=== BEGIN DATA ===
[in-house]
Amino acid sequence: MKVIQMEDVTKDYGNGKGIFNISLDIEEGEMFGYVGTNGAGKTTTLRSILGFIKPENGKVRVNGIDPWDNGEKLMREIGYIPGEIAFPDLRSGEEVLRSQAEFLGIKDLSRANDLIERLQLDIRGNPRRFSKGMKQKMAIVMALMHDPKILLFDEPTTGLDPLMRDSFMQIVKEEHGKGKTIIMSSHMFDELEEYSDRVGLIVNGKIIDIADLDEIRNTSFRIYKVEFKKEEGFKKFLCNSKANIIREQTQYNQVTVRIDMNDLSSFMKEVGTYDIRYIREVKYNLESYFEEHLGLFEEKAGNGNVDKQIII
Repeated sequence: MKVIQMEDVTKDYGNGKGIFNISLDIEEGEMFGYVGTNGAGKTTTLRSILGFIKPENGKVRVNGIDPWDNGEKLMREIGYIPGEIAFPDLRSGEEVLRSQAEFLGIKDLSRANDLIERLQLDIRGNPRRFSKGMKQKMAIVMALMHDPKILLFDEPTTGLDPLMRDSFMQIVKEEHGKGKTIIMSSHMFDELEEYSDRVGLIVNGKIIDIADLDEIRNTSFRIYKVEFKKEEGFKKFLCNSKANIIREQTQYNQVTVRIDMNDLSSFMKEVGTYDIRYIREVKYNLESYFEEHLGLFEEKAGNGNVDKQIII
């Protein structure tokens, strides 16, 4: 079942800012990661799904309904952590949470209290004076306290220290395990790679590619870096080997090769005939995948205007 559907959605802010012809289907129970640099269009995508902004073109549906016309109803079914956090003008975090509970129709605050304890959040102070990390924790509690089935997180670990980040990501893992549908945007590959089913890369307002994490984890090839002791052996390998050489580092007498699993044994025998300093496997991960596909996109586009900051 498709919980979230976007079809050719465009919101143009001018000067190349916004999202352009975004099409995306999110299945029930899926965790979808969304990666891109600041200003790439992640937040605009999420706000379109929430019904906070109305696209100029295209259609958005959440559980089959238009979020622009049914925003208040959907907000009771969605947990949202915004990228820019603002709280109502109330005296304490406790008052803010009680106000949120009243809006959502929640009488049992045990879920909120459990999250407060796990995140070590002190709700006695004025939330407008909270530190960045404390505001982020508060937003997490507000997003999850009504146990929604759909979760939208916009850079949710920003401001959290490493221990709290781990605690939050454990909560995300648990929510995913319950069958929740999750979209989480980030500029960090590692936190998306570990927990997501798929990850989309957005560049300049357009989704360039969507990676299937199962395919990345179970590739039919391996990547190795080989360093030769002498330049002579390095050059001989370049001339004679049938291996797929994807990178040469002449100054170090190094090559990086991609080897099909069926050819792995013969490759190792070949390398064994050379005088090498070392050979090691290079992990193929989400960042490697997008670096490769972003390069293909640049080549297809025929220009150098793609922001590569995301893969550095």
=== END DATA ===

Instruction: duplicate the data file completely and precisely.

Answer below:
[in-house]
Amino acid sequence: MKVIQMEDVTKDYGNGKGIFNISLDIEEGEMFGYVGTNGAGKTTTLRSILGFIKPENGKVRVNGIDPWDNGEKLMREIGYIPGEIAFPDLRSGEEVLRSQAEFLGIKDLSRANDLIERLQLDIRGNPRRFSKGMKQKMAIVMALMHDPKILLFDEPTTGLDPLMRDSFMQIVKEEHGKGKTIIMSSHMFDELEEYSDRVGLIVNGKIIDIADLDEIRNTSFRIYKVEFKKEEGFKKFLCNSKANIIREQTQYNQVTVRIDMNDLSSFMKEVGTYDIRYIREVKYNLESYFEEHLGLFEEKAGNGNVDKQIII
Repeated sequence: MKVIQMEDVTKDYGNGKGIFNISLDIEEGEMFGYVGTNGAGKTTTLRSILGFIKPENGKVRVNGIDPWDNGEKLMREIGYIPGEIAFPDLRSGEEVLRSQAEFLGIKDLSRANDLIERLQLDIRGNPRRFSKGMKQKMAIVMALMHDPKILLFDEPTTGLDPLMRDSFMQIVKEEHGKGKTIIMSSHMFDELEEYSDRVGLIVNGKIIDIADLDEIRNTSFRIYKVEFKKEEGFKKFLCNSKANIIREQTQYNQVTVRIDMNDLSSFMKEVGTYDIRYIREVKYNLESYFEEHLGLFEEKAGNGNVDKQIII
């Protein structure tokens, strides 16, 4: 079942800012990661799904309904952590949470209290004076306290220290395990790679590619870096080997090769005939995948205007 559907959605802010012809289907129970640099269009995508902004073109549906016309109803079914956090003008975090509970129709605050304890959040102070990390924790509690089935997180670990980040990501893992549908945007590959089913890369307002994490984890090839002791052996390998050489580092007498699993044994025998300093496997991960596909996109586009900051 498709919980979230976007079809050719465009919101143009001018000067190349916004999202352009975004099409995306999110299945029930899926965790979808969304990666891109600041200003790439992640937040605009999420706000379109929430019904906070109305696209100029295209259609958005959440559980089959238009979020622009049914925003208040959907907000009771969605947990949202915004990228820019603002709280109502109330005296304490406790008052803010009680106000949120009243809006959502929640009488049992045990879920909120459990999250407060796990995140070590002190709700006695004025939330407008909270530190960045404390505001982020508060937003997490507000997003999850009504146990929604759909979760939208916009850079949710920003401001959290490493221990709290781990605690939050454990909560995300648990929510995913319950069958929740999750979209989480980030500029960090590692936190998306570990927990997501798929990850989309957005560049300049357009989704360039969507990676299937199962395919990345179970590739039919391996990547190795080989360093030769002498330049002579390095050059001989370049001339004679049938291996797929994807990178040469002449100054170090190094090559990086991609080897099909069926050819792995013969490759190792070949390398064994050379005088090498070392050979090691290079992990193929989400960042490697997008670096490769972003390069293909640049080549297809025929220009150098793609922001590569995301893969550095």